This Newly Identified Strain of Bacteria Eats Rarely Recycled Plastic

Elizabeth Borneman


In recent years, humanity has become all too aware of the impact our addiction to plastic has on the natural world. From yogurt containers to plastic grocery bags, cling wrap to toothbrush handles, there is hardly an area of our lives that doesn’t have plastic attached to it in some form or another. Although many plastic products are touted as durable and waste-reducing, the amount of time they take to break down and the rate at which we dispose of them has caused nothing short of an environmental disaster.

Efforts are being made around the world to curb the use and spread of plastics. Oceangoing vessels designed to scoop up plastic in the Great Pacific Garbage Patch have been dispatched, people are going plastic and waste-free, and reusable technologies are being created faster than ever. While there may not be a one-off fix for our plastic problem, other scientists are discovering methods of disposing of plastic using Earth’s smallest creatures.

Harnessing Pseudomonas bacteria to Breakdown Plastic

Scientists have identified a strain of bacterium that is able to break down plastic and use that plastic as its food source. This bacterium was found living in a resource-rich environment- a waste site. The bacterium was found to attack the substance polyurethane, which is found in many plastics that are too difficult to be recycled. The bacterium is part of the Pseudomonas bacteria family, a group of bacteria that seem to thrive in harsh environments. 

Plastic abounds in the waste we throw away every day and much of it gets dumped in landfills where it remains. Plastic breaks down slowly and, as it does, releases toxins and carcinogenic chemicals. These byproducts can leach into our water sources and the soil around a dump site and negatively impact our water quality, soil, and the health of ecosystems worldwide. Plastic-eating bacteria could hold the key to taking care of the plastic waste we currently have.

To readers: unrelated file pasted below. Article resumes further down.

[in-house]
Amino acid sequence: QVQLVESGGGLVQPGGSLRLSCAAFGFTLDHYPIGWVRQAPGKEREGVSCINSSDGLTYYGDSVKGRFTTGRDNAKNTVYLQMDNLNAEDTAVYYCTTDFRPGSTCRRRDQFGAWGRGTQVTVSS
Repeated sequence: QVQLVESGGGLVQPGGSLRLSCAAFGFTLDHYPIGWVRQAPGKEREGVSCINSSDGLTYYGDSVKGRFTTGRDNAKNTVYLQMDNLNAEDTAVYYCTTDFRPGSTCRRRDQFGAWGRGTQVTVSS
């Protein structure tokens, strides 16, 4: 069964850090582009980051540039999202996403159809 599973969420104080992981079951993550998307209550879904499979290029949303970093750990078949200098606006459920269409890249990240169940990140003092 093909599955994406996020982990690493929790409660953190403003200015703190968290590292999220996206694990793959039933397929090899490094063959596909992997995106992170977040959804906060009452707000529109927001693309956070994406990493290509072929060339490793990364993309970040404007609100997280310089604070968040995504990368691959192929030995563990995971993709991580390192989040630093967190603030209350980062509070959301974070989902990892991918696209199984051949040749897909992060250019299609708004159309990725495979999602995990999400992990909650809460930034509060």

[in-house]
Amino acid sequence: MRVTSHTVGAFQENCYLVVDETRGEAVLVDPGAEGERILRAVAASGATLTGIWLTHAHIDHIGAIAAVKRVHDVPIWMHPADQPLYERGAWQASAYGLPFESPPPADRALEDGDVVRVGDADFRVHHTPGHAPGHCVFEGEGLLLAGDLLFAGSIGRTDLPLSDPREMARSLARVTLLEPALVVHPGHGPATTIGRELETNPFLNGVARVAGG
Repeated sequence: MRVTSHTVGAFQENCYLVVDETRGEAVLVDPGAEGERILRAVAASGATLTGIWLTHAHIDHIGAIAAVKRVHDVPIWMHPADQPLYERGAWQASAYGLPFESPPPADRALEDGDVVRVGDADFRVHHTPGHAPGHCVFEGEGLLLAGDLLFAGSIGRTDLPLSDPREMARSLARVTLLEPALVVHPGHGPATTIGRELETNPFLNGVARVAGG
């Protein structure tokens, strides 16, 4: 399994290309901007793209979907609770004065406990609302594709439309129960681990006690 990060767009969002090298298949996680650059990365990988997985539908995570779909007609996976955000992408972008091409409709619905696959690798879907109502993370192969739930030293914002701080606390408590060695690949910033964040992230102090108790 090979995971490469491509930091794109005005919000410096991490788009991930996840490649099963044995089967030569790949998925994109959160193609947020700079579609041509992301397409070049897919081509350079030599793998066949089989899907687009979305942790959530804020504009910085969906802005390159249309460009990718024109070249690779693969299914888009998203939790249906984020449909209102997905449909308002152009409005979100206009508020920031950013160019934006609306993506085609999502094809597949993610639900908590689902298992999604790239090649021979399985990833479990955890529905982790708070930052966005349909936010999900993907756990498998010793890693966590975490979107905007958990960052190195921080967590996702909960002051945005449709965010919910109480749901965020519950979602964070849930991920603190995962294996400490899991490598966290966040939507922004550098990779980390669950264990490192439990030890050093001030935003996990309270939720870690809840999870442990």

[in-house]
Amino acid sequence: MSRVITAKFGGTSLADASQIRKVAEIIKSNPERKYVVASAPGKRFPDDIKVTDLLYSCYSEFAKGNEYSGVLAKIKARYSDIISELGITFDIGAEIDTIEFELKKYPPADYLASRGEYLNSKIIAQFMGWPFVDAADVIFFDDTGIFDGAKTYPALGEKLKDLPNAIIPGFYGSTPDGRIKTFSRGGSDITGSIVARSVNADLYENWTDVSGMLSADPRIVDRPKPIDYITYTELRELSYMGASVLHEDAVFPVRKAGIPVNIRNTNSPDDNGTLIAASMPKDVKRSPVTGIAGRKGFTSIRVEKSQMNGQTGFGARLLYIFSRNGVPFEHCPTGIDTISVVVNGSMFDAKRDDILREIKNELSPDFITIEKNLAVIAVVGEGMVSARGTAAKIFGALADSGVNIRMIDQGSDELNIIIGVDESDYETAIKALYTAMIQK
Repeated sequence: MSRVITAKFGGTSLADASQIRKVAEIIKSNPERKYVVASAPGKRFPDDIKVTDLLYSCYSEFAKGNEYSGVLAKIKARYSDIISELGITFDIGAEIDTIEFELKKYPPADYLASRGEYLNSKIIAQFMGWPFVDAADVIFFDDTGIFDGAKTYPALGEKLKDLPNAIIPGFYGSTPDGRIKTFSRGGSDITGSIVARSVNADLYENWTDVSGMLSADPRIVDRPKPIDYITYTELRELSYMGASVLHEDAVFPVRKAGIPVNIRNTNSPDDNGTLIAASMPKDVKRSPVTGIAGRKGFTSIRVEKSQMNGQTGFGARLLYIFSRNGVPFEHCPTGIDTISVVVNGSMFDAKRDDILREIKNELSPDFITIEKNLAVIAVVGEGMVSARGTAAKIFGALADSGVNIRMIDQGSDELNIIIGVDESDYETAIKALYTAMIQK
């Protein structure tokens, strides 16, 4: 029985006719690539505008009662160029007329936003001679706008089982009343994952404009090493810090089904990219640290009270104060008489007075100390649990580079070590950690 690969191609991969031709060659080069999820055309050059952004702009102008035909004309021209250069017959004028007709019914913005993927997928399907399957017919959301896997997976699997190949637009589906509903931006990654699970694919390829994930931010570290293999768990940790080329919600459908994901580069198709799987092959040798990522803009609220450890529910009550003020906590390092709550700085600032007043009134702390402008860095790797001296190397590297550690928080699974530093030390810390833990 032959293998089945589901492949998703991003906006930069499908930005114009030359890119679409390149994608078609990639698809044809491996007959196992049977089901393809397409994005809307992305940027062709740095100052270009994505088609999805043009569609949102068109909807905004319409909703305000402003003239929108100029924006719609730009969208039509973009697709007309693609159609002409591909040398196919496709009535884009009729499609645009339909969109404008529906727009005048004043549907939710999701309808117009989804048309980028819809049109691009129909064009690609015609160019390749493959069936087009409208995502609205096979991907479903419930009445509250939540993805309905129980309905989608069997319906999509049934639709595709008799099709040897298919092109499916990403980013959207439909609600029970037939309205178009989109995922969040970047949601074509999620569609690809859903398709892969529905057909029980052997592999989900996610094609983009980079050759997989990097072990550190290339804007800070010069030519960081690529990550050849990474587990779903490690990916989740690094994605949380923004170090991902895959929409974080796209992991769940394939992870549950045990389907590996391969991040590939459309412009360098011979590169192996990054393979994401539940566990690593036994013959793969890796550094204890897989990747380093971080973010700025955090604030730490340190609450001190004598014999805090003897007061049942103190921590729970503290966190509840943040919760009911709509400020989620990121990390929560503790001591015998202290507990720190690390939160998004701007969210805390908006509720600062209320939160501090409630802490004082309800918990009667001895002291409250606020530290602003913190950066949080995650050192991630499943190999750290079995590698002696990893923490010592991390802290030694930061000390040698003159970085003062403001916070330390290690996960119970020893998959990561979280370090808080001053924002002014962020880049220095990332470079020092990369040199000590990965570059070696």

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Various types and sizes of plastics collected from the Kinnickinnic River, Milwaukee, WI. Photo: S. Mason, State University of New York at Fredonia. Public domain. Source: USGS.
Various types and sizes of plastics collected from the Kinnickinnic River, Milwaukee, WI. Photo: S. Mason, State University of New York at Fredonia. Public domain. Source: USGS.

Future Implications for Decomposing Plastic

Laboratory tests indicate that we might still be a decade away from using Pseudomonas bacteria in a controlled setting to break down plastics. However, discoveries of this nature are highly important for continuing to develop methods of recycling plastics for future use. There are fungi that have been found to break down plastics as well as other species of bacteria that could serve the same purpose.

We’re still a long way off from seeing a controlled, data-driven use of this bacterium to take care of polyurethane in a larger setting. Researchers recommend a reduction in the amount of plastic being thrown away and a turn towards greener methods of manufacturing and consumption by individuals and corporations alike. 


Espinosa, M. J. C., Blanco, A. C., Schmidgall, T., Atanasoff-Kardjalieff, A. K., Kappelmeyer, U., Tischler, D., … & Eberlein, C. (2020). Toward Biorecycling: Isolation of a Soil Bacterium That Grows on a Polyurethane Oligomer and Monomer. Frontiers in Microbiology11, 404.

Carrington, Damian. Bacterium is able to break down polyurethane, which is widely used but rarely recycled. 27 March 2020. Retrieved from


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About the author
Elizabeth Borneman
My name is Elizabeth Borneman and I am a freelance writer, reader, and coffee drinker. I live on a small island in Alaska, which gives me plenty of time to fish, hike, kayak, and be inspired by nature. I enjoy writing about the natural world and find lots of ways to flex my creative muscles on the beach, in the forest, or down at the local coffee shop.